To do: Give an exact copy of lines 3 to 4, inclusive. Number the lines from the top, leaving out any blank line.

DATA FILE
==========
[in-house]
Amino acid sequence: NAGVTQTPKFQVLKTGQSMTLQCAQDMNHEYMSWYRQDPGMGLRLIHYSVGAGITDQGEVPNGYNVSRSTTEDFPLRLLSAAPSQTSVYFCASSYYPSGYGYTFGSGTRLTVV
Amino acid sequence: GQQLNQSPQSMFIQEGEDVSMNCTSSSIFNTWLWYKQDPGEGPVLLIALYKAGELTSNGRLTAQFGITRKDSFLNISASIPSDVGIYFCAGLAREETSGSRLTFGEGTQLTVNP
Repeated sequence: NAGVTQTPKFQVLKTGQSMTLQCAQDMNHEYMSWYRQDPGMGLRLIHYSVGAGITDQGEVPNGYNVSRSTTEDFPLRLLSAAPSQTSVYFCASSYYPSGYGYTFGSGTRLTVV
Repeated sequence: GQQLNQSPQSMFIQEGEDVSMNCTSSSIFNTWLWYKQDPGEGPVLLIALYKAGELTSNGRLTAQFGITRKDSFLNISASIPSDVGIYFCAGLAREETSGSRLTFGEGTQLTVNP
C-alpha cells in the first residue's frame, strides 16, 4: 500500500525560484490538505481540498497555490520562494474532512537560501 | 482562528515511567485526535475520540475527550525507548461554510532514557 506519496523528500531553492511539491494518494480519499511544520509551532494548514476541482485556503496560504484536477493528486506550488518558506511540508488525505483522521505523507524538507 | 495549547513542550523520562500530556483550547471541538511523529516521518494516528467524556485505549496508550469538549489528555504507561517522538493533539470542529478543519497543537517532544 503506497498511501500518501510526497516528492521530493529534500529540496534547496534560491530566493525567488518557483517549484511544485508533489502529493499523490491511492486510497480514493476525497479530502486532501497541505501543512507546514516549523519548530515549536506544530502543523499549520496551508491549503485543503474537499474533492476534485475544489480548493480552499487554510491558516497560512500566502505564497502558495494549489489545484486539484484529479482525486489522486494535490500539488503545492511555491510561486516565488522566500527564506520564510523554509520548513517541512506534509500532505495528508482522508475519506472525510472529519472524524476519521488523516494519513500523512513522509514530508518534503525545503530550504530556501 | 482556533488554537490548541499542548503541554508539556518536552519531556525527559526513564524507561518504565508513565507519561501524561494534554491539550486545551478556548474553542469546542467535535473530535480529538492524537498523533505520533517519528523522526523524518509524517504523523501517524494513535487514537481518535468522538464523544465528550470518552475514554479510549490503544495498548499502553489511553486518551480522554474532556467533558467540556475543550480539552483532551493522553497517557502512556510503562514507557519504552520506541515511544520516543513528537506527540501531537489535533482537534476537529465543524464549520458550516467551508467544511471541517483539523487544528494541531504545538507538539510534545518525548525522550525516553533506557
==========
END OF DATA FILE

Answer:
Amino acid sequence: GQQLNQSPQSMFIQEGEDVSMNCTSSSIFNTWLWYKQDPGEGPVLLIALYKAGELTSNGRLTAQFGITRKDSFLNISASIPSDVGIYFCAGLAREETSGSRLTFGEGTQLTVNP
Repeated sequence: NAGVTQTPKFQVLKTGQSMTLQCAQDMNHEYMSWYRQDPGMGLRLIHYSVGAGITDQGEVPNGYNVSRSTTEDFPLRLLSAAPSQTSVYFCASSYYPSGYGYTFGSGTRLTVV